August 28, 2007 at 12:00AM
by Marion Nestle
The National Cancer Institute drives policy change through a surprising source
A most unusual presidential panel on cancer prevention, sponsored by the National Cancer Institute
, recently weighed in with a report asking for better policies to make it easier for people to eat more healthfully. The Washington Post
viewed the report as taking on the food industry (also tobacco). It quotes the chair of the panel as saying that the country has a moral obligation to protect the health of Americans. Indeed it has, but it is surprising that a panel reporting to this President puts so much of the responsibility for healthful eating on the food industry. The annual report itself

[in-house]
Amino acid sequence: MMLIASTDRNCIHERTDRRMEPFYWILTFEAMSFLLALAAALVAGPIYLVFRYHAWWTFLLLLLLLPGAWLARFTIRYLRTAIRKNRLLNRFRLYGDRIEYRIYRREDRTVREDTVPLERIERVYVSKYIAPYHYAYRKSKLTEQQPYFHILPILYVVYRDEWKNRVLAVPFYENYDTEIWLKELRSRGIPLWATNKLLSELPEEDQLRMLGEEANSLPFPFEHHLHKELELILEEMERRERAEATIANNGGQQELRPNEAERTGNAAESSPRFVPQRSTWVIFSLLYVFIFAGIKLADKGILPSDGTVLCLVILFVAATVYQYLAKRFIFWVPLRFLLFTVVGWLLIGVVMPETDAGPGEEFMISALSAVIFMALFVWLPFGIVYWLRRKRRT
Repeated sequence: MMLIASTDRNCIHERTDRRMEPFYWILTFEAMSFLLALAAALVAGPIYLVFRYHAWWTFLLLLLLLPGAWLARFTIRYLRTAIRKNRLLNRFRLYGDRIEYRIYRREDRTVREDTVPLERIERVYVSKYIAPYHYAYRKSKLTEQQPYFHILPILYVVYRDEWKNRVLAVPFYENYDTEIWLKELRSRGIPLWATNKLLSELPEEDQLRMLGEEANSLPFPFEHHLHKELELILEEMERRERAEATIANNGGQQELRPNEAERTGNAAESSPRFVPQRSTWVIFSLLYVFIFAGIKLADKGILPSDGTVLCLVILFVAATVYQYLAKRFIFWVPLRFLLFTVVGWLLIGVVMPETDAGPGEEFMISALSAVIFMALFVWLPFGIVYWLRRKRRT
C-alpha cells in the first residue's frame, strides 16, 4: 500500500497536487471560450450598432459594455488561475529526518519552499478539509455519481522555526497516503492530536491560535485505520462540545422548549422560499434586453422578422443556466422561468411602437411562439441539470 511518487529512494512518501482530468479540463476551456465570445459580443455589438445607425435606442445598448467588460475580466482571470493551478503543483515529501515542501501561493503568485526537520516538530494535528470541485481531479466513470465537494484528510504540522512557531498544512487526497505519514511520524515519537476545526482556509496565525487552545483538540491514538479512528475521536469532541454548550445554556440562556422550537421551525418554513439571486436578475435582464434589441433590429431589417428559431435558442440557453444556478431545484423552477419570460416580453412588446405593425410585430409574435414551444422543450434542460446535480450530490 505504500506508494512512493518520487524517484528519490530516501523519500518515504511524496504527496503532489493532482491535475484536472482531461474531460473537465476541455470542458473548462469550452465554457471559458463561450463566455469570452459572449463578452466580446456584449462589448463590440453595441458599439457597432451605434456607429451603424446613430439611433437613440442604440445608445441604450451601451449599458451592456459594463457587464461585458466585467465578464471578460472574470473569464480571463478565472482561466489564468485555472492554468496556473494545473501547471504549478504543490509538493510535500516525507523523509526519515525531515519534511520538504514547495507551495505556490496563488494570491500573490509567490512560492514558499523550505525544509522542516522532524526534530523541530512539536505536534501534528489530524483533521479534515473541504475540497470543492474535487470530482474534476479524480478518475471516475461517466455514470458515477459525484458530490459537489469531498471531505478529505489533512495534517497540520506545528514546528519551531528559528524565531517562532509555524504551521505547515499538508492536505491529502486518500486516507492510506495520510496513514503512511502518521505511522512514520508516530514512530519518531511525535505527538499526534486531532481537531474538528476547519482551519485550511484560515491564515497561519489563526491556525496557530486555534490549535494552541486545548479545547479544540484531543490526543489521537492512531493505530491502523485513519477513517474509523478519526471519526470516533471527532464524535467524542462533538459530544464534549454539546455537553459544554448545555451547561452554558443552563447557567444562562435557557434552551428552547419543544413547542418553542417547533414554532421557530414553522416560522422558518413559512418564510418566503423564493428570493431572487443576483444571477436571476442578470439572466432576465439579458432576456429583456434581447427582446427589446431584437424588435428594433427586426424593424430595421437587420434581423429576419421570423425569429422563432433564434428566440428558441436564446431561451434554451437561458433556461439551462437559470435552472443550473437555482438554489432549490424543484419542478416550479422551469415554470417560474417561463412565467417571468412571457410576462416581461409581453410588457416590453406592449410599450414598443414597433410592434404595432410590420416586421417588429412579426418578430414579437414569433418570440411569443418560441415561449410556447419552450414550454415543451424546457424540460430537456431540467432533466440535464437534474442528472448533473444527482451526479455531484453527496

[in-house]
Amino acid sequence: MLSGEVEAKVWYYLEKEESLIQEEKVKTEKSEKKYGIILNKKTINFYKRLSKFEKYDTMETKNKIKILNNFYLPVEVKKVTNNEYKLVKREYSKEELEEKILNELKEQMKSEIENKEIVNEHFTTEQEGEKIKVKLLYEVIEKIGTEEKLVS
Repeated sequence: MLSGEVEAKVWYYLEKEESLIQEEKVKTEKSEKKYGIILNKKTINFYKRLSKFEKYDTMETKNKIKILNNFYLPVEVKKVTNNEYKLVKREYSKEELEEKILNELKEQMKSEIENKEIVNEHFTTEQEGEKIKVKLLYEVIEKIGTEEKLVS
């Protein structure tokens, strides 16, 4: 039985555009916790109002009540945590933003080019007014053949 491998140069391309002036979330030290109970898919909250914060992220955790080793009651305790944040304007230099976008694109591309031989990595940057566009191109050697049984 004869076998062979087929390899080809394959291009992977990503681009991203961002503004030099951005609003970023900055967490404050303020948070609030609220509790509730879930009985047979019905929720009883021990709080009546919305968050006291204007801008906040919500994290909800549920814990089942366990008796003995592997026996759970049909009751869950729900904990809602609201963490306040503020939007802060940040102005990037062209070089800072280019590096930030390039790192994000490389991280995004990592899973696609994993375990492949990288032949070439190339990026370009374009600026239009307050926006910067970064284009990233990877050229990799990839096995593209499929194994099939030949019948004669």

, called Promoting Healthy Lifestyles
is worth reading for its strikingly candid comments - Ineffective policies, in conjunction with limited regulation of sales and marketing in the food and beverage industry, have spawned a culture that struggles to make healthy choices -- a culture in dire need of change. Its emphasis on the need to eat less and move more is my philosophy, precisely. The committee had only three members: it's chair, Dr. LaSalle Leffall of Howard University, Margaret Kripke (M.D. Anderson Cancer Center, University of Texas), and none other than Lance Armstrong. Your thoughts?